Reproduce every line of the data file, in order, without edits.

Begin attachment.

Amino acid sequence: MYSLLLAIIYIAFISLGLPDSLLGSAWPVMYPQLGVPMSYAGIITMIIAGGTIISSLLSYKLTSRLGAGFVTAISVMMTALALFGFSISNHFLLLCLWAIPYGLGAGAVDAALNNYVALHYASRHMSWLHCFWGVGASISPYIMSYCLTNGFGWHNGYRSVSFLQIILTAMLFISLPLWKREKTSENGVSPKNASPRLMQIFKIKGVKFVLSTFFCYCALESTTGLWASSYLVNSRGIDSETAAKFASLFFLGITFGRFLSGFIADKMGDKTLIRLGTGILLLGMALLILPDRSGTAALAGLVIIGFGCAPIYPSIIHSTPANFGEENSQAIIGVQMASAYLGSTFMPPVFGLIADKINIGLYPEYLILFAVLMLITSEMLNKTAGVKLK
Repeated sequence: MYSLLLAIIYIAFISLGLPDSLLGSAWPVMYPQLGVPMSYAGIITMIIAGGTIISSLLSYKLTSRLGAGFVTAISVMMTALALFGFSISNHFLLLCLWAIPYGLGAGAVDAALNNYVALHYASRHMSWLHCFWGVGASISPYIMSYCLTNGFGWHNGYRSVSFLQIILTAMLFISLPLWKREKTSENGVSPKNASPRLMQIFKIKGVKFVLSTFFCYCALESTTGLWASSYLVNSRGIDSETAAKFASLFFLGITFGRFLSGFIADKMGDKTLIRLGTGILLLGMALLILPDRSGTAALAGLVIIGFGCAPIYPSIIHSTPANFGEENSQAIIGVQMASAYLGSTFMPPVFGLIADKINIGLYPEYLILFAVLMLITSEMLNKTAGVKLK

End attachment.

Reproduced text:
Amino acid sequence: MYSLLLAIIYIAFISLGLPDSLLGSAWPVMYPQLGVPMSYAGIITMIIAGGTIISSLLSYKLTSRLGAGFVTAISVMMTALALFGFSISNHFLLLCLWAIPYGLGAGAVDAALNNYVALHYASRHMSWLHCFWGVGASISPYIMSYCLTNGFGWHNGYRSVSFLQIILTAMLFISLPLWKREKTSENGVSPKNASPRLMQIFKIKGVKFVLSTFFCYCALESTTGLWASSYLVNSRGIDSETAAKFASLFFLGITFGRFLSGFIADKMGDKTLIRLGTGILLLGMALLILPDRSGTAALAGLVIIGFGCAPIYPSIIHSTPANFGEENSQAIIGVQMASAYLGSTFMPPVFGLIADKINIGLYPEYLILFAVLMLITSEMLNKTAGVKLK
Repeated sequence: MYSLLLAIIYIAFISLGLPDSLLGSAWPVMYPQLGVPMSYAGIITMIIAGGTIISSLLSYKLTSRLGAGFVTAISVMMTALALFGFSISNHFLLLCLWAIPYGLGAGAVDAALNNYVALHYASRHMSWLHCFWGVGASISPYIMSYCLTNGFGWHNGYRSVSFLQIILTAMLFISLPLWKREKTSENGVSPKNASPRLMQIFKIKGVKFVLSTFFCYCALESTTGLWASSYLVNSRGIDSETAAKFASLFFLGITFGRFLSGFIADKMGDKTLIRLGTGILLLGMALLILPDRSGTAALAGLVIIGFGCAPIYPSIIHSTPANFGEENSQAIIGVQMASAYLGSTFMPPVFGLIADKINIGLYPEYLILFAVLMLITSEMLNKTAGVKLK